During this period the moon reaches it last quarter phase on Saturday October 22nd. At this time the moon will be located 90 degrees west of the sun and will rise between 2300 and midnight local summer time (LST). This weekend the moon will interfere with viewing the maximum of the Orionid meteor shower but circumstances are much better than viewing during a full moon. Simply make certain you view with the moon at your back so that the lunar glare does not impede your vision. As the week progresses the moon becomes less of a problem as the phase wanes and it rises later in the morning with each passing night. The estimated total hourly meteor rates for evening observers this week is near 5 as seen from mid-northern latitudes (45N) and 3 as seen from tropical southern locations (25S). For morning observers the estimated total hourly rates should be near 30 as seen from mid-northern latitudes (45N) and 25 as seen from tropical southern locations (25S). The actual rates will also depend on factors such as personal light and motion perception, local weather conditions, alertness and experience in watching meteor activity. Morning rates are reduced this week due to moonlight. Note that the hourly rates listed below are estimates as viewed from dark sky sites away from urban light sources. Observers viewing from urban areas will see less activity as only the brightest meteors will be visible from such locations.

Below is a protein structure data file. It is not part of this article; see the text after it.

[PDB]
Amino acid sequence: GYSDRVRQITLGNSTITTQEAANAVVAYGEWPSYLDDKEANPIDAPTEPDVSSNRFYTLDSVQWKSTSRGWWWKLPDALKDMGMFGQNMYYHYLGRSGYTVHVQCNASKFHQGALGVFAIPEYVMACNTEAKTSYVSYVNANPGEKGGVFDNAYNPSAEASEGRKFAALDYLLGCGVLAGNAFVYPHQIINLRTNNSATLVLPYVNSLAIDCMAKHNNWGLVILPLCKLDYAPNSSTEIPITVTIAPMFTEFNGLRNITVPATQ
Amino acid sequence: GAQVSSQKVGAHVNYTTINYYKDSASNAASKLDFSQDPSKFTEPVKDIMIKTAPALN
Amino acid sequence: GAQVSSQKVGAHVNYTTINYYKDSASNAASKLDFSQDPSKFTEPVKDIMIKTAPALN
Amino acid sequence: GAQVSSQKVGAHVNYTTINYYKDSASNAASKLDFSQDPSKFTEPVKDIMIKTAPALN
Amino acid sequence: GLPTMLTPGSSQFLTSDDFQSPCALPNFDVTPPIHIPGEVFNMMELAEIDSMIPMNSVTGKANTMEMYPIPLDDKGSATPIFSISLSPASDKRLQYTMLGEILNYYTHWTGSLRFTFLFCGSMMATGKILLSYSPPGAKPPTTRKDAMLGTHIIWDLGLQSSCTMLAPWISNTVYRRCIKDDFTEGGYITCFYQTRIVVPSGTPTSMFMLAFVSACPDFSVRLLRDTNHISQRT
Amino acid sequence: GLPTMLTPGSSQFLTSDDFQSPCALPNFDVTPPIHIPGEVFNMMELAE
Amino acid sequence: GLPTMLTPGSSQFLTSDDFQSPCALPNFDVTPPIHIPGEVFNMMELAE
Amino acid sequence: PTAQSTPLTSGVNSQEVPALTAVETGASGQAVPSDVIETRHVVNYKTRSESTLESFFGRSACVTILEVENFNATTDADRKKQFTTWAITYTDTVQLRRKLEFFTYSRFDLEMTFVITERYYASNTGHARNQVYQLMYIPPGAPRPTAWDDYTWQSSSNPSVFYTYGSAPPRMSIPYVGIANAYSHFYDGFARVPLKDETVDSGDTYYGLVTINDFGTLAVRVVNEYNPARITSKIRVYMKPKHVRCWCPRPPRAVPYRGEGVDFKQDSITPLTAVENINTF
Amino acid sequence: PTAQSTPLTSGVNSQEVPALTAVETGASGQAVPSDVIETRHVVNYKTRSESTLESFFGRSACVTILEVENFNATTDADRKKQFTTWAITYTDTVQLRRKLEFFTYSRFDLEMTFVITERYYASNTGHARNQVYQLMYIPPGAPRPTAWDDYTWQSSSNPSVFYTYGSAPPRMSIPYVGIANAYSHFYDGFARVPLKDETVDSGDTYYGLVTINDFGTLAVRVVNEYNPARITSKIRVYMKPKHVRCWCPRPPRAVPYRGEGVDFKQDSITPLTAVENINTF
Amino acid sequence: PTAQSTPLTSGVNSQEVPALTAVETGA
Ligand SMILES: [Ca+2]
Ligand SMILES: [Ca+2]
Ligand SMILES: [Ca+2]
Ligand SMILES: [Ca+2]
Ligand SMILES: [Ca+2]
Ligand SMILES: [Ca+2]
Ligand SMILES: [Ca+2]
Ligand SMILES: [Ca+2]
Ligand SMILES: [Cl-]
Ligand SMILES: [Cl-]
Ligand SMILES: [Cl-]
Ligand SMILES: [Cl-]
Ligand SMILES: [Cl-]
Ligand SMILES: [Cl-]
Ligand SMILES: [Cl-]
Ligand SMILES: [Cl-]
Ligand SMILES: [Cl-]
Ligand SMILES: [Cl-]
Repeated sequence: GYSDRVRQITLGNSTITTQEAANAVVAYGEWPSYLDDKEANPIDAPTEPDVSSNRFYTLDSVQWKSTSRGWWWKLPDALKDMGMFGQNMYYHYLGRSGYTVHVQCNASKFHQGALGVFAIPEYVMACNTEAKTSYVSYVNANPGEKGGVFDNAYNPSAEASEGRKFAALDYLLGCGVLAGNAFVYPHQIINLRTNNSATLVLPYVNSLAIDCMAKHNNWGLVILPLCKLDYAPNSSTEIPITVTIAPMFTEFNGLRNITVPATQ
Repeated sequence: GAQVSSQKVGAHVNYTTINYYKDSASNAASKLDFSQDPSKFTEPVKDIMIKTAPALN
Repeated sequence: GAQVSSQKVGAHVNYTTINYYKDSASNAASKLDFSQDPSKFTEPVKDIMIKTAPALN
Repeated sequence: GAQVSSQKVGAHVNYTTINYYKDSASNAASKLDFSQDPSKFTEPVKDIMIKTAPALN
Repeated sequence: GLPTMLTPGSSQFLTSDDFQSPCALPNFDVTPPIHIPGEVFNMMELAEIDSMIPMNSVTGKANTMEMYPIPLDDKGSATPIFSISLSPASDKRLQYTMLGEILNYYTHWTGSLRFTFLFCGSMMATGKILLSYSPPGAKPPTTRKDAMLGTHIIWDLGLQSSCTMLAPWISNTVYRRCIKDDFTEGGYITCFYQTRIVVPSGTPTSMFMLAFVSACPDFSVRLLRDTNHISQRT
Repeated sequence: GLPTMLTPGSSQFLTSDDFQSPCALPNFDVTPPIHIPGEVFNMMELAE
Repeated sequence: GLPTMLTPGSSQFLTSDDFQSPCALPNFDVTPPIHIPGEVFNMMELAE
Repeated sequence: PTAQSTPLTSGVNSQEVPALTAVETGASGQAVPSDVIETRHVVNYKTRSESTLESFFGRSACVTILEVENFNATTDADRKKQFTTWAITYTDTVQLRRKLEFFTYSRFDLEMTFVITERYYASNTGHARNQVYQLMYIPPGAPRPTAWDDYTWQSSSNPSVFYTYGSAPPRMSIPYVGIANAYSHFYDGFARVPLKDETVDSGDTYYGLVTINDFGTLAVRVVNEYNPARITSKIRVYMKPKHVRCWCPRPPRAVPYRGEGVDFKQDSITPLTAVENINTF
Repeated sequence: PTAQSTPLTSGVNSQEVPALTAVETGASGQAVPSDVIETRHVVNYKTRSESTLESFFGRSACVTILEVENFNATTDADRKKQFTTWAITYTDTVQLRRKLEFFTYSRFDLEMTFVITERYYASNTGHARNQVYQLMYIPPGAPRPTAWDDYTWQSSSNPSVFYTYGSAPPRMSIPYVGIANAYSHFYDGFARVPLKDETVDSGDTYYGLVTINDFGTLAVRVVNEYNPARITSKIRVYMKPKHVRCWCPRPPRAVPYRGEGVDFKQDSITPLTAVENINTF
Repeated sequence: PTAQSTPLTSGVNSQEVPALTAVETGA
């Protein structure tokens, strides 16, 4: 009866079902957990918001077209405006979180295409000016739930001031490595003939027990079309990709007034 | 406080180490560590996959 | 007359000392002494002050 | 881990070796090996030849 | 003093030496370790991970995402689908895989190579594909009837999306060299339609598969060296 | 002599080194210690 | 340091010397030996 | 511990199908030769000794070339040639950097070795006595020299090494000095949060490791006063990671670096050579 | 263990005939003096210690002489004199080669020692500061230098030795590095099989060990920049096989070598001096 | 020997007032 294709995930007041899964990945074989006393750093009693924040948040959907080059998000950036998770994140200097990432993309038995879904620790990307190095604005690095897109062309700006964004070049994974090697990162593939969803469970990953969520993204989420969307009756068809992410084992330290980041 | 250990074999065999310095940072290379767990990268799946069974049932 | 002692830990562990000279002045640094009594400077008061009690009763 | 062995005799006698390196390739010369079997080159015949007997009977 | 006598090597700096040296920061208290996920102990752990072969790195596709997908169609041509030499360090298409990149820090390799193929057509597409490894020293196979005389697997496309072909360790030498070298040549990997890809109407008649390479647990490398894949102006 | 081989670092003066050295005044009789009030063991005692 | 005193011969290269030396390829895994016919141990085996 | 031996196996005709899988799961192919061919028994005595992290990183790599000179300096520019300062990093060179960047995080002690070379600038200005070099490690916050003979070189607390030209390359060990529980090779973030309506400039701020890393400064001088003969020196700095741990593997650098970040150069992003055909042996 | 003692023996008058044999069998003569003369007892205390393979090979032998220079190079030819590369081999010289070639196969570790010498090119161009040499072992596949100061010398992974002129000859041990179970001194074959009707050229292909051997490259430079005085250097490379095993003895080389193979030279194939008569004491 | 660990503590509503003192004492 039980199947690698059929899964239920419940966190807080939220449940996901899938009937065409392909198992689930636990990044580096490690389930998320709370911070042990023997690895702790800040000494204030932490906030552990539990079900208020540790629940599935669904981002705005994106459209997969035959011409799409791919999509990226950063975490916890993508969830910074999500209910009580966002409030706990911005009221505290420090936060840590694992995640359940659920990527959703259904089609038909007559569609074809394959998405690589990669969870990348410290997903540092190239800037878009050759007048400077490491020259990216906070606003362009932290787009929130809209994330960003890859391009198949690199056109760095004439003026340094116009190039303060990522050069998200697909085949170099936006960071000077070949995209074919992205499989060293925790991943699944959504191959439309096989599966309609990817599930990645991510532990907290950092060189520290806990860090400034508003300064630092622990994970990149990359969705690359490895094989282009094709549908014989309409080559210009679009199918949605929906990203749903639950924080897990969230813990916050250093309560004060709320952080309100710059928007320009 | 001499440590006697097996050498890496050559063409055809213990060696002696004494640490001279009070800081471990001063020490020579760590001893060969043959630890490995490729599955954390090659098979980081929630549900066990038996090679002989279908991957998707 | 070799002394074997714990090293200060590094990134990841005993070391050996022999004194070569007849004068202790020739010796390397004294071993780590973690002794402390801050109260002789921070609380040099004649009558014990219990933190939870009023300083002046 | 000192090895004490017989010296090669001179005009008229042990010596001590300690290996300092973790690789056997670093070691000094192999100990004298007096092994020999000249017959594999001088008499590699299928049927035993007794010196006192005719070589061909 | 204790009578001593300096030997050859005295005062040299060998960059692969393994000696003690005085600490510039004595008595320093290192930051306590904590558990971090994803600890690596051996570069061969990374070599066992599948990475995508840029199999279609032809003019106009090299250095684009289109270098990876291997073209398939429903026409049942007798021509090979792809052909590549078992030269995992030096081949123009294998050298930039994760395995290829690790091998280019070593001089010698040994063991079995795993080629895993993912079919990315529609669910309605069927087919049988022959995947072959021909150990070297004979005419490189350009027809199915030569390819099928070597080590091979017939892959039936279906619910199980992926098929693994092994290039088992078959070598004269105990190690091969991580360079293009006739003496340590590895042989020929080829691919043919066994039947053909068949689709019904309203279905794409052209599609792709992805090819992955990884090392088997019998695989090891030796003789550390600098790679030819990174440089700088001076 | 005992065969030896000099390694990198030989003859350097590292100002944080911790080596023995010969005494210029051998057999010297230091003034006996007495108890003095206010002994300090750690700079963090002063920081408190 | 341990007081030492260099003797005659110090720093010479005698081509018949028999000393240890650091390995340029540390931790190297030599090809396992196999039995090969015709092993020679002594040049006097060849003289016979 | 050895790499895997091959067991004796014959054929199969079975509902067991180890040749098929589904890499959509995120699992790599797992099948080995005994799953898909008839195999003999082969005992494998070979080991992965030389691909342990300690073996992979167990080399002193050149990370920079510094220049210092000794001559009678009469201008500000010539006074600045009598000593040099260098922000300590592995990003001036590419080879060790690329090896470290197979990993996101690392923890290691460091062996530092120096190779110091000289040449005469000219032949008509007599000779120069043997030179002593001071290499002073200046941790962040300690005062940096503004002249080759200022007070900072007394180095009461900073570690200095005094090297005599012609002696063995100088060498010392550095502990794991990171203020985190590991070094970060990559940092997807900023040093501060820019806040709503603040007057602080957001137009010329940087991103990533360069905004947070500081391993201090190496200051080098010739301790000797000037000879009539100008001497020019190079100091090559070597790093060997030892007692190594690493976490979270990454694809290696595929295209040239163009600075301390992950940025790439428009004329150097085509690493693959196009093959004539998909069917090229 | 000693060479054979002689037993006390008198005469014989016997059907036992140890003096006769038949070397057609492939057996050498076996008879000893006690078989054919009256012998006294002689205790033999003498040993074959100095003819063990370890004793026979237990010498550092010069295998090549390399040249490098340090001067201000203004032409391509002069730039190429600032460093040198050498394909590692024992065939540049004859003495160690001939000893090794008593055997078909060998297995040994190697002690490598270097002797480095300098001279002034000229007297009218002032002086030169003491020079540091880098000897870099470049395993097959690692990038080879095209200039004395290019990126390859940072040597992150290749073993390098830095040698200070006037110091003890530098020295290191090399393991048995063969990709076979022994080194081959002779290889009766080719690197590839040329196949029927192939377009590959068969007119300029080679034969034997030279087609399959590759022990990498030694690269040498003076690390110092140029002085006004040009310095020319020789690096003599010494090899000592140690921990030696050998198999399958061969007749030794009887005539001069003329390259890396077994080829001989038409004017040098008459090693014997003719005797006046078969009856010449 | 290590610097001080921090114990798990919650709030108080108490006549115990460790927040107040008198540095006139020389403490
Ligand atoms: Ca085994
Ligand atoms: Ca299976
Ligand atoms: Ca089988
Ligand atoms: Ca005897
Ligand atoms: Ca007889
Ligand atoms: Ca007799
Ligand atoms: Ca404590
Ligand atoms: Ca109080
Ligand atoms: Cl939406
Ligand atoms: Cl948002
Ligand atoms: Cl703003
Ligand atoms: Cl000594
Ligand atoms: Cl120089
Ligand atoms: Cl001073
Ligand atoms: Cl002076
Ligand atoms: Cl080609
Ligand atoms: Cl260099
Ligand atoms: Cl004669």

The radiant (the area of the sky where meteors appear to shoot from) positions and rates listed below are exact for Saturday night/Sunday morning October 22/23 These positions do not change greatly day to day so the listed coordinates may be used during this entire period. Most star atlases (available at science stores and planetariums) will provide maps with grid lines of the celestial coordinates so that you may find out exactly where these positions are located in the sky. A planisphere or computer planetarium program is also useful in showing the sky at any time of night on any date of the year. Activity from each radiant is best seen when it is positioned highest in the sky, either due north or south along the meridian, depending on your latitude. It must be remembered that meteor activity is rarely seen at the radiant position. Rather they shoot outwards from the radiant so it is best to center your field of view so that the radiant lies at the edge and not the center. Viewing there will allow you to easily trace the path of each meteor back to the radiant (if it is a shower member) or in another direction if it is a sporadic. Meteor activity is not seen from radiants that are located below the horizon. The positions below are listed in a west to east manner in order of right ascension (celestial longitude). The positions listed first are located further west therefore are accessible earlier in the night while those listed further down the list rise later in the night.

Radiant Positions at 9pm LDT

Radiant Positions at 2100 Local Summer Time

Radiant Positions at 1am Local Daylight Saving Time